Compromised document security is a growing problem throughout the Internet. The virtual world can create real-world problems including identity theft and forgery. Corruption of these documents can lead to the release of sensitive information or misinformation that can cause legal troubles for the entity responsible for the document. Because documents are so easy to compromise over the Internet, consumer confidence has fallen in regards to electronic communications.
With the widespread availability of PDF (portable document file), these files become vulnerable to corruption. This is a serious concern, especially for businesses transmitting financial information or public officials exchanging legislative texts. To solve this problem, Adobe has developed a new security system that strives to enhance consumer confidence and reduce liability issues. Certified Document Services (CDS) is a digital signature tool that secures PDFs so that the author can transmit it to one recipient without the fear of alteration or unauthorized view. This certificate is characterized by a blue information bar at the top of the file that provides a brief summary of the certification status.
CDS ensures that the recipient of a document can trust the author of a PDF. CDS requires a digital signature that shows the recipient the origin of the document, and it also shows whether the document has been altered. Without this technology in place, the recipient would only be able to rely on the author’s word that the document is accurate. Because PDFs can often be found in search engines, unsecured PDFs can be altered by anyone who knows enough about Adobe Acrobat. This can lead to falsification of information or the spread of classified information.
The first step in ensuring document security is converting that document to PDF format, if it isn’t already a PDF file. In the PDF, you can edit the security settings for your own purposes – you can lock it entirely, or you can set the PDF to flag any changes that are made to that document. Once the security settings are in place, you can distribute it to only the entities meant to see that document. The certified document will require an e-signature from the recipient to ensure that it is in the right hands.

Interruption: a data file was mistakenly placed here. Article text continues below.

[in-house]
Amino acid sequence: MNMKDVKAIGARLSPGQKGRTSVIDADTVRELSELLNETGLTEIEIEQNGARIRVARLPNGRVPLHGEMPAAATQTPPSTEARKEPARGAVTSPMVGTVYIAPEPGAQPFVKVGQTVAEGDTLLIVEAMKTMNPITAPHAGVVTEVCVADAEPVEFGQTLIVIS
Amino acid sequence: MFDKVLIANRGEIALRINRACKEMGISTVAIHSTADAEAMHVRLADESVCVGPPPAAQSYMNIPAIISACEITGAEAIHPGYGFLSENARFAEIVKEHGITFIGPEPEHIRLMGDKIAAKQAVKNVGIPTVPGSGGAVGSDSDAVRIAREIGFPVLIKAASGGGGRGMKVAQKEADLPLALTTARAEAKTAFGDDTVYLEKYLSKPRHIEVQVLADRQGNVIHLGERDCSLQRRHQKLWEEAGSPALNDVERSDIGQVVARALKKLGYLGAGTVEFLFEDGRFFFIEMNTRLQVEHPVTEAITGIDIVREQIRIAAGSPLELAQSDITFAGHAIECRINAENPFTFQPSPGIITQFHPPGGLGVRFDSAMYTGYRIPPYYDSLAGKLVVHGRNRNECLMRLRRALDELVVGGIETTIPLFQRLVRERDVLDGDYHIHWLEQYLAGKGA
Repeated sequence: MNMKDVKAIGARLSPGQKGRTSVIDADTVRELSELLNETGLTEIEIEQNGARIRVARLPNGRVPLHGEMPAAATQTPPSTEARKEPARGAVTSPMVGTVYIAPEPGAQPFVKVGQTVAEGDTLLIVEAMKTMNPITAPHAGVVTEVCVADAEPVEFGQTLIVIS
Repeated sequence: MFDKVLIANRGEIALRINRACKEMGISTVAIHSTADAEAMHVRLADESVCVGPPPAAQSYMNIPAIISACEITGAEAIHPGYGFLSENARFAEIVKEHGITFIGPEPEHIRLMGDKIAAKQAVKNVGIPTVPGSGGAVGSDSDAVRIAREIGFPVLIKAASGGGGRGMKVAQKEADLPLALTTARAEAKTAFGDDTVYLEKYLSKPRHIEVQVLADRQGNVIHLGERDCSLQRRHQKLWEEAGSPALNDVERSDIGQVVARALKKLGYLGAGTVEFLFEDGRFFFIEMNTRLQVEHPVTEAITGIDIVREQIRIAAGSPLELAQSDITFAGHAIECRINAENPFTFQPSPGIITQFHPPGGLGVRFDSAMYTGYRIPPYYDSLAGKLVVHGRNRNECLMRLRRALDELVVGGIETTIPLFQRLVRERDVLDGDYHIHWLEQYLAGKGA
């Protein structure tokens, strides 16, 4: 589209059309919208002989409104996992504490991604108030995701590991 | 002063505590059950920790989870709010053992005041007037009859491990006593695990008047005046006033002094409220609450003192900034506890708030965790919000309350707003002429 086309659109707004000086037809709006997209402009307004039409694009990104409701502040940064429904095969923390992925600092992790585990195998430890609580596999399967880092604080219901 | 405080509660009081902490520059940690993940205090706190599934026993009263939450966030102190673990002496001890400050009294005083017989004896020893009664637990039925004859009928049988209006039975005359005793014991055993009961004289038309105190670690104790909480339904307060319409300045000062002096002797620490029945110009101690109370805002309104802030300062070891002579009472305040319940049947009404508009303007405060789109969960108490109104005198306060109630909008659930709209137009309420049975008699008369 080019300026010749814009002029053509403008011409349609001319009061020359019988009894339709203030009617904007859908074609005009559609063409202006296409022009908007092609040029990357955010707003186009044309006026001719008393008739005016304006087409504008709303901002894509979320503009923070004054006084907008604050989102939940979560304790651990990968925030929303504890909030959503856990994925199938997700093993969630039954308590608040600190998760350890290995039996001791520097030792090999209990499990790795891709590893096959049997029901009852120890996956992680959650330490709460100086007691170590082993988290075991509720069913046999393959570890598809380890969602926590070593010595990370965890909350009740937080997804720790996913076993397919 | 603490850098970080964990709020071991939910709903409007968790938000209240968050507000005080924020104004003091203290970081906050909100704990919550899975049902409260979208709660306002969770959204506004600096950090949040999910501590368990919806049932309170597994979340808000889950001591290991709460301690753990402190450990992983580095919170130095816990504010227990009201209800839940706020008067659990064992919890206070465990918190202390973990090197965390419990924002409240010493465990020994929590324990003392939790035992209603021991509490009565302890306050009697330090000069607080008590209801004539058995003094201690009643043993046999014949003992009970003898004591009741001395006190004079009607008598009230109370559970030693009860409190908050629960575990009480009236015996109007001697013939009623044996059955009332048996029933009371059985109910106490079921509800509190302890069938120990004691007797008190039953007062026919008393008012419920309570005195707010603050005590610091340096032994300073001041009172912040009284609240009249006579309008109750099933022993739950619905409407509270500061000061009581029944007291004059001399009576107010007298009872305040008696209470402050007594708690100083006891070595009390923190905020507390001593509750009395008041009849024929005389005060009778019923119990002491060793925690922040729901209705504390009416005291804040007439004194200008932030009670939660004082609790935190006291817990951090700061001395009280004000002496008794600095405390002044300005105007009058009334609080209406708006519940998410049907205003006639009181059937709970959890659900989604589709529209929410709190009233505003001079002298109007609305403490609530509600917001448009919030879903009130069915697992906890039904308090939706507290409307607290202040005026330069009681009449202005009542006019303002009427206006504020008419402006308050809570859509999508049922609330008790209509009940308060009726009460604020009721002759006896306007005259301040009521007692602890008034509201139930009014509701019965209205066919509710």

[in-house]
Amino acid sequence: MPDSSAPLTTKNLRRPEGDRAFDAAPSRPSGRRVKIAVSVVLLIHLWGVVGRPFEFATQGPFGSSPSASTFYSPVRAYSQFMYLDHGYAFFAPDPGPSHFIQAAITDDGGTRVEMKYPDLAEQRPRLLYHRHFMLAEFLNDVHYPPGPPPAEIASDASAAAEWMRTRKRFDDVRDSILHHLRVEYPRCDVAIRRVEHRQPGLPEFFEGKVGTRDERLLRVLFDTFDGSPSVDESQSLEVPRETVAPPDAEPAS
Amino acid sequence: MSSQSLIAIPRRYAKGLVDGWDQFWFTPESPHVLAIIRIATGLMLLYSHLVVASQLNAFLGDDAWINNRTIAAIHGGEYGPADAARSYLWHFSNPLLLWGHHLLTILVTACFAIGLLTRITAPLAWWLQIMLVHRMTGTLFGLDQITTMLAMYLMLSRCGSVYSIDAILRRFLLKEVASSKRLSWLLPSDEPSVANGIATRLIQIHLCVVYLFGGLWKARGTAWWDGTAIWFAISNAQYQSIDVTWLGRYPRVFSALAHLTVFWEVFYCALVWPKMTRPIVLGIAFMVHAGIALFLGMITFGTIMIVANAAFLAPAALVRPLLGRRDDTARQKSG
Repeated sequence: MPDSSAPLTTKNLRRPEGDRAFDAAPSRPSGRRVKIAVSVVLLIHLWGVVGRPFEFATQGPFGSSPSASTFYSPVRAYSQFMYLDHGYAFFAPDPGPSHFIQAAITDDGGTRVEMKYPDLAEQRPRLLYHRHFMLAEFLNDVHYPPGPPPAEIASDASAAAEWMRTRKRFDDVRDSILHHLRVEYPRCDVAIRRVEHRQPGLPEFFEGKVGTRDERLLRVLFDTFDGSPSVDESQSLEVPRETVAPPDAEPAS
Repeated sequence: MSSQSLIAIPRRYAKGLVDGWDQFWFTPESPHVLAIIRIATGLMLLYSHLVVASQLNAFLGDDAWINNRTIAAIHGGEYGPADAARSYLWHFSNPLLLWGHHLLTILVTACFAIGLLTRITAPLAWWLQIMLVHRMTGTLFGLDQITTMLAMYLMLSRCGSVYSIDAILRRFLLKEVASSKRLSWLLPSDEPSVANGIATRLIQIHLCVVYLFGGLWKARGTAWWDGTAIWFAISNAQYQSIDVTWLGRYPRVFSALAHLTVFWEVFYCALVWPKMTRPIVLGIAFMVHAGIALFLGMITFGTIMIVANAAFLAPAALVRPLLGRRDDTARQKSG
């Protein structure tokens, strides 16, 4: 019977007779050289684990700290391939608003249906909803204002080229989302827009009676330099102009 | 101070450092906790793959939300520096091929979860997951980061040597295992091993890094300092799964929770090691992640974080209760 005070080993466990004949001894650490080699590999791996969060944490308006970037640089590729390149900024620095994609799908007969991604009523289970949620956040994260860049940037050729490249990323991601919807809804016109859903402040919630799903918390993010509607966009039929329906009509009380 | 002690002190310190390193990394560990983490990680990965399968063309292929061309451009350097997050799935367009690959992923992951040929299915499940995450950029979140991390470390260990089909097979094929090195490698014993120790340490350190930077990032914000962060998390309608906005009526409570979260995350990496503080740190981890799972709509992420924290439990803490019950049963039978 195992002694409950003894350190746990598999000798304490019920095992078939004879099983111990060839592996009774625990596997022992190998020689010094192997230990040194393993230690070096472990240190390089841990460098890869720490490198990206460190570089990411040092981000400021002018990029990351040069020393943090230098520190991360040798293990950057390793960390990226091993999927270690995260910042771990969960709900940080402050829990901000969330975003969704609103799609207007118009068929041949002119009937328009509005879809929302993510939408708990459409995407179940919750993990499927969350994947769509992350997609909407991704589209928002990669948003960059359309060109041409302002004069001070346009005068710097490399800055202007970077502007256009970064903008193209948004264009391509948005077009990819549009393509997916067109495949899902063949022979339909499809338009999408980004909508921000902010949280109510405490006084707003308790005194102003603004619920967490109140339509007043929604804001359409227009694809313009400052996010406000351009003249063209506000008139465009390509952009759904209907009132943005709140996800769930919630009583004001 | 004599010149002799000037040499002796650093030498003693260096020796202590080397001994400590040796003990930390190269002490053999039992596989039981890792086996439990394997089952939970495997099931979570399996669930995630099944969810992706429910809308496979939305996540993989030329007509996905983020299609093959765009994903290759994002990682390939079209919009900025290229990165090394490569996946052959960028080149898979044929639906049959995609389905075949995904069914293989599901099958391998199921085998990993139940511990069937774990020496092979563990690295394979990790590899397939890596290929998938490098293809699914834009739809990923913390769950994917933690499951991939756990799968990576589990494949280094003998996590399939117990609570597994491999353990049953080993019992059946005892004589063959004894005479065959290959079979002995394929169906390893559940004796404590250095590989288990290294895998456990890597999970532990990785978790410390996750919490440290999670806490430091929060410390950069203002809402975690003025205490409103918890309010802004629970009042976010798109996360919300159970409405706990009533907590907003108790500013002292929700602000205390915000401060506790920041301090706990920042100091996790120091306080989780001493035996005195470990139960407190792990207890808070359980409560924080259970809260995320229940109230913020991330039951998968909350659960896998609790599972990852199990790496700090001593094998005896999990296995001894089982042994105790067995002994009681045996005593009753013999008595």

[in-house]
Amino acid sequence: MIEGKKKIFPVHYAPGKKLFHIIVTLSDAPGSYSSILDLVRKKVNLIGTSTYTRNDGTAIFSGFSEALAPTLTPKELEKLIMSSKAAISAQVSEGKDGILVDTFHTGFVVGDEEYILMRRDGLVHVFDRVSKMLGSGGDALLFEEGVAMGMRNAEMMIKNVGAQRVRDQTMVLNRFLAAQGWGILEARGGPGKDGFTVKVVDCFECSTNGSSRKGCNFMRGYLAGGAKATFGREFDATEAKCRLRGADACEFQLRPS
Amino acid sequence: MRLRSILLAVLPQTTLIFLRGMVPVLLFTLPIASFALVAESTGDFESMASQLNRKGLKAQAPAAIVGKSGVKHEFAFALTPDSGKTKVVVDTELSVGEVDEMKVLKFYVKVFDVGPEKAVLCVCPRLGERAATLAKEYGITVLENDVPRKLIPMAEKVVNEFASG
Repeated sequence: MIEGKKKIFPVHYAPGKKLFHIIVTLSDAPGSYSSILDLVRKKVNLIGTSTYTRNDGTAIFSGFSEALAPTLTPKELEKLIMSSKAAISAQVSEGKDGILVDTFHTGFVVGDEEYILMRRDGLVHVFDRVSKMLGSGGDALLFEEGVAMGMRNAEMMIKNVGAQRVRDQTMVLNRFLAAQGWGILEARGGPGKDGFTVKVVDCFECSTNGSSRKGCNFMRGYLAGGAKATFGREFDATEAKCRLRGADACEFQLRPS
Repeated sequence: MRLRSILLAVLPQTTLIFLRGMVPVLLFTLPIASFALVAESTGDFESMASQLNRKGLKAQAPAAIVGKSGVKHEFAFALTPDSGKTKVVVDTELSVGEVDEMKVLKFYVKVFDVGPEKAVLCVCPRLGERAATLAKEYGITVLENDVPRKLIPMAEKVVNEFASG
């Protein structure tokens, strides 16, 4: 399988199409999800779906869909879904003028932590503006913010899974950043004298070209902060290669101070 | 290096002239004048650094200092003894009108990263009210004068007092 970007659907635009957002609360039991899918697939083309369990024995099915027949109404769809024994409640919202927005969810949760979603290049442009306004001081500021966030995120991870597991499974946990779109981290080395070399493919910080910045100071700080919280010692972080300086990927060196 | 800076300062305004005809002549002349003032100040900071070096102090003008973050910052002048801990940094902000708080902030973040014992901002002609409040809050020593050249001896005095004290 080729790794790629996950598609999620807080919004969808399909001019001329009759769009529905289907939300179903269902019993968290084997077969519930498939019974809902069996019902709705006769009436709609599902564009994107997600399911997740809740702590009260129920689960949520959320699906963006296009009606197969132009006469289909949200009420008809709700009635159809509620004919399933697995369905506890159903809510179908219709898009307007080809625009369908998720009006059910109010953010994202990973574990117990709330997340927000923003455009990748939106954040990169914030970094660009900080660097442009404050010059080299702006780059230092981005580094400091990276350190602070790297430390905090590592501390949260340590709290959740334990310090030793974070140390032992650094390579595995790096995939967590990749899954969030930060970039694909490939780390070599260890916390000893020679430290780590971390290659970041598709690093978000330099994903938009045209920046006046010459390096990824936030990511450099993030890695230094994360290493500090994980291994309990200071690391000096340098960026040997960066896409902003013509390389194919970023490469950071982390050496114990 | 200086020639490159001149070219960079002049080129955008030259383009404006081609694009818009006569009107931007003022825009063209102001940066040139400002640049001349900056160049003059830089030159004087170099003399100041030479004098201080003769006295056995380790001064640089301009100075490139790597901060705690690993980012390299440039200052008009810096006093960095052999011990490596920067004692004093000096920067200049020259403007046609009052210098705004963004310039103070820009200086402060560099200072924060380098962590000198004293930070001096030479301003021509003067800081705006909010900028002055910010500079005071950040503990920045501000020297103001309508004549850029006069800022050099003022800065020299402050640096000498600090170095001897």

One success story that Adobe reports is that of Pennsylvania State University, which suffered a rash of transcript falsification by advanced users who were able to embed watermarks and other security implements into counterfeited transcripts. With their prestigious status at stake, the university needed a way to legitimize their electronically-transmitted diplomas to maintain trust in their degrees. Without CDS, the university would have been unable to provide electronic transcript services, and they would have been required to revert to their traditional paper system. The paper transcript system consumed time, money, and manpower – with CDS in place, they were able to more efficiently manage student services and still turn out trusted documents.
To obtain CDS for your own organization, contact Adobe directly and consult with one of their partners to purchase CDS credentials. With CDS security measures in place, your organization can ensure that PDFs will remain secure and unaltered.